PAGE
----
Special Report

The Most Famous Spies in History

Source: Public Domain / Wikimedia Commons

Larry Wu-Tai Chin (1922-1986)

A Chinese-born naturalized American citizen who worked as a translator for the U.S. government for 37 years, Larry Wu-Tai Chin was one of China’s most valuable foreign agents during the Cold War. He handed over profiles on CIA agents as well as information about foreign policy initiatives including Nixon’s plans to open relations with China. It is believed that Chin – who committed suicide upon being convicted of espionage – made over $1 million spying for China.

Source: Public Domain / Wikimedia Commons

Adolf Tolkachev (1927-1986)

A Soviet citizen and electronics engineer who distrusted his government, Adolf Tolkachev sought out U.S. intelligence agents repeatedly before finally being hired as an agent. He passed along valuable information regarding Soviet aircraft and weapons technology while the CIA saw to it that he received medical checkups and was sent banned rock music for his children. He was eventually compromised by a former American agent and was arrested and executed.

Source: Public Domain / Wikimedia Commons

John Anthony Walker, Jr. (1937-2014)

From 1967 to 1985, John Anthony Walker, a Navy officer and communications specialist leaked documents to the Soviet Union including key information allowing the Soviets to solve ciphers and locate U.S. submarines at any time. His actions were the largest Naval security breach in history. Walker was convicted, given three life sentences, and died in prison in 2014.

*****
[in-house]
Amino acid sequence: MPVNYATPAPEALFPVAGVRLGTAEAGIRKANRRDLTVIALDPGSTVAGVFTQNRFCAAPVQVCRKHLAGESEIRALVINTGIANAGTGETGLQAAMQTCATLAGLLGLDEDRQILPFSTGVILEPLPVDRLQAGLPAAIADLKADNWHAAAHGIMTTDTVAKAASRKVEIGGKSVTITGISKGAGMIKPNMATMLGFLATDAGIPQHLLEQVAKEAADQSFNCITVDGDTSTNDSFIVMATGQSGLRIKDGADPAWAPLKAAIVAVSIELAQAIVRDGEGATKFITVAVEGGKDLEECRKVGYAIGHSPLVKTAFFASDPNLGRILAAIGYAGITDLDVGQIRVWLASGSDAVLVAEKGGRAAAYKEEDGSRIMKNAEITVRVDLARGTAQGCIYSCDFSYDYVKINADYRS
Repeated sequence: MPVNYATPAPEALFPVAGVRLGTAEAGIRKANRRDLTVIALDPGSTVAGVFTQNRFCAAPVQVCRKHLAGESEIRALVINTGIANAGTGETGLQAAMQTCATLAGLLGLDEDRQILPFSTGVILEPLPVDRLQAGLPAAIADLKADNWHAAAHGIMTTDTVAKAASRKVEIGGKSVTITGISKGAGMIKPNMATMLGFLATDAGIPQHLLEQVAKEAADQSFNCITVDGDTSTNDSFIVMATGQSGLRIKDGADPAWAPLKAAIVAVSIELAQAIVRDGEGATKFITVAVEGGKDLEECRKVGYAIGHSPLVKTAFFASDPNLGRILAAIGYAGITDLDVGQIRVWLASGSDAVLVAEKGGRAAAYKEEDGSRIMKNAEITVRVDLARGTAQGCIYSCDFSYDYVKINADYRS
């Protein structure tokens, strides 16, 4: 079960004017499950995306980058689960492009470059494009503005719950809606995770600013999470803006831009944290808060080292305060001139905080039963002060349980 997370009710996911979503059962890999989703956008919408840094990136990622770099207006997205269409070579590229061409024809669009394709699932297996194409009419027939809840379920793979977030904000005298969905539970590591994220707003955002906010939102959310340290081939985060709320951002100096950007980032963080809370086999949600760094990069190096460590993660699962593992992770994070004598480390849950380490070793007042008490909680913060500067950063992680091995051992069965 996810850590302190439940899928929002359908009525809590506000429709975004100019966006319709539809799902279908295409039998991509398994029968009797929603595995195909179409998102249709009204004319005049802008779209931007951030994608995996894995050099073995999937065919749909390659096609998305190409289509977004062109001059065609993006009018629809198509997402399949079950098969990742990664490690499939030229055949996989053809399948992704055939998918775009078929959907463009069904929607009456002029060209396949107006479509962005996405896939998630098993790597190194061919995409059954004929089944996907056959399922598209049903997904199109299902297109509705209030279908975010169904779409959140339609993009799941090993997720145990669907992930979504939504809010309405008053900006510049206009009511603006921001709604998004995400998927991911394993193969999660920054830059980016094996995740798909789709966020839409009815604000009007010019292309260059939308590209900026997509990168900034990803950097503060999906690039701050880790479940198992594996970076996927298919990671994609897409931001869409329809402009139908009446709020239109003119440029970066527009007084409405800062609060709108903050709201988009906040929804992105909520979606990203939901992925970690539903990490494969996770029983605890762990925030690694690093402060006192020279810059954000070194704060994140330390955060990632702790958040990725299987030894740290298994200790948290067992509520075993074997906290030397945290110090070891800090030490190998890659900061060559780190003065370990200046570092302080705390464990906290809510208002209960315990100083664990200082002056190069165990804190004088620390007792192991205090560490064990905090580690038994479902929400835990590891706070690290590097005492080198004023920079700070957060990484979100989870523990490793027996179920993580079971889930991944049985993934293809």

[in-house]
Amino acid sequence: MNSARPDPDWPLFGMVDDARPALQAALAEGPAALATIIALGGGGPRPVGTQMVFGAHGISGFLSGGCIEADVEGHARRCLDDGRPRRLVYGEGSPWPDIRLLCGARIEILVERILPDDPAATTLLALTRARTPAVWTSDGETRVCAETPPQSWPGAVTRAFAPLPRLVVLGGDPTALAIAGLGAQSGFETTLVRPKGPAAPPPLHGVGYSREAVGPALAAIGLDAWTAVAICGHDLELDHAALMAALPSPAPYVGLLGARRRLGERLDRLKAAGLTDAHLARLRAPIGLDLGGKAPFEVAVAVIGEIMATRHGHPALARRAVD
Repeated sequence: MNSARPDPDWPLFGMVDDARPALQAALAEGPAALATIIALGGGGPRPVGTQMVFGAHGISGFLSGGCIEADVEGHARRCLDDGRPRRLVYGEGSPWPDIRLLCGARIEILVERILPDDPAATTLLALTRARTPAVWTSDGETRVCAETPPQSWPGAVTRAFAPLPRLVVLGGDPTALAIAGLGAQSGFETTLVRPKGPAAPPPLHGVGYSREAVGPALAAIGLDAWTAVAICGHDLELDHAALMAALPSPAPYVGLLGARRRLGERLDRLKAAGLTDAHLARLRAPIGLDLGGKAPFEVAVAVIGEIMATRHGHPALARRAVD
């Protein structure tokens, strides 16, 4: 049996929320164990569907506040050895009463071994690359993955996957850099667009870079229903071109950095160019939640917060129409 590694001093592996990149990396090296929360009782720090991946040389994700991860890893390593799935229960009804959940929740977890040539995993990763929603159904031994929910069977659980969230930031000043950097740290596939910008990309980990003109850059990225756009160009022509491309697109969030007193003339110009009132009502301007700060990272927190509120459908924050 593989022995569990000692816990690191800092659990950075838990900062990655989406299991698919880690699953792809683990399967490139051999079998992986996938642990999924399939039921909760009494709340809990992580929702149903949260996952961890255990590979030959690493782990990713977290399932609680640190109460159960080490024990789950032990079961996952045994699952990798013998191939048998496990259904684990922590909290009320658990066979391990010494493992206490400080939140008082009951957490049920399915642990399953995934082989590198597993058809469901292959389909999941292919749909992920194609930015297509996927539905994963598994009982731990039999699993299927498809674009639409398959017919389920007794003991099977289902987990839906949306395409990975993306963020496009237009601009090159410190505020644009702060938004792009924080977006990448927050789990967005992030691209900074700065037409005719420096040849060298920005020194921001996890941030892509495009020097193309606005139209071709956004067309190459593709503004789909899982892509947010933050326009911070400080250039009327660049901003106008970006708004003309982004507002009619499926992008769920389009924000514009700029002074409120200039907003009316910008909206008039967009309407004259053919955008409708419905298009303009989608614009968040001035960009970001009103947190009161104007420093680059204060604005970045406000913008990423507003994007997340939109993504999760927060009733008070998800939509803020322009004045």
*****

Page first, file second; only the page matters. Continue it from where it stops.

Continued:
Source: Public Domain / Wikimedia Commons

Shi Pei Pu (1938-2009)

A Chinese opera singer who performed in drag, Shi Pei Pu worked in Beijing and developed a 20-year sexual relationship with a French embassy clerk named Bernard Boursicot, whom Pei Pu pressured into handing over classified documents. Boursicot eventually brought his lover to France, where they were both arrested and convicted of espionage.

Source: Public Domain / Wikimedia Commons

Oleg Gordievsky (1938- )

A KGB officer who became disillusioned with Soviet politics and served as a double agent for British secret services from 1974 to 1985, Oleg Gordievsky was one of the highest ranking KGB officers to ever supply secrets to western intelligence. After his position was compromised, he was snuck out of the Soviet Union with the help of the British, and was sentenced to death in absentia for treason.

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